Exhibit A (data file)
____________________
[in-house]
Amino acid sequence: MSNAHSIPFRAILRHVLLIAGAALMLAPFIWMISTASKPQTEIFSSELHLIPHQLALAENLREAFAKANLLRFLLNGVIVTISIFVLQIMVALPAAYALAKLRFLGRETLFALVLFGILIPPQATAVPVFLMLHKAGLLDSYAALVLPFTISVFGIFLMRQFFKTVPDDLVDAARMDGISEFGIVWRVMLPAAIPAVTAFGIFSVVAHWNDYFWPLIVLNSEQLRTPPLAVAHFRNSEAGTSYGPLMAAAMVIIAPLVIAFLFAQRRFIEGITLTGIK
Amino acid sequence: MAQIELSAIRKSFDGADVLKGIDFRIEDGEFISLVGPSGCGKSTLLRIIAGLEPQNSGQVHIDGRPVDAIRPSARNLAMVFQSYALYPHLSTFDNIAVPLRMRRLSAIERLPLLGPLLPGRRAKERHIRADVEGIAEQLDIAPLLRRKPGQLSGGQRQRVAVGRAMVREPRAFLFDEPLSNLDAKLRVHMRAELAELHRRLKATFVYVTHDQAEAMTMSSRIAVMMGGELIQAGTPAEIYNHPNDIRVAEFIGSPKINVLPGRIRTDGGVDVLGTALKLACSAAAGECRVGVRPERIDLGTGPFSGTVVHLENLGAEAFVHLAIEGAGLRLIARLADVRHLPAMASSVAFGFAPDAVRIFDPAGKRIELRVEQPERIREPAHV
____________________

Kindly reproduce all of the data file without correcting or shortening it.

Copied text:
[in-house]
Amino acid sequence: MSNAHSIPFRAILRHVLLIAGAALMLAPFIWMISTASKPQTEIFSSELHLIPHQLALAENLREAFAKANLLRFLLNGVIVTISIFVLQIMVALPAAYALAKLRFLGRETLFALVLFGILIPPQATAVPVFLMLHKAGLLDSYAALVLPFTISVFGIFLMRQFFKTVPDDLVDAARMDGISEFGIVWRVMLPAAIPAVTAFGIFSVVAHWNDYFWPLIVLNSEQLRTPPLAVAHFRNSEAGTSYGPLMAAAMVIIAPLVIAFLFAQRRFIEGITLTGIK
Amino acid sequence: MAQIELSAIRKSFDGADVLKGIDFRIEDGEFISLVGPSGCGKSTLLRIIAGLEPQNSGQVHIDGRPVDAIRPSARNLAMVFQSYALYPHLSTFDNIAVPLRMRRLSAIERLPLLGPLLPGRRAKERHIRADVEGIAEQLDIAPLLRRKPGQLSGGQRQRVAVGRAMVREPRAFLFDEPLSNLDAKLRVHMRAELAELHRRLKATFVYVTHDQAEAMTMSSRIAVMMGGELIQAGTPAEIYNHPNDIRVAEFIGSPKINVLPGRIRTDGGVDVLGTALKLACSAAAGECRVGVRPERIDLGTGPFSGTVVHLENLGAEAFVHLAIEGAGLRLIARLADVRHLPAMASSVAFGFAPDAVRIFDPAGKRIELRVEQPERIREPAHV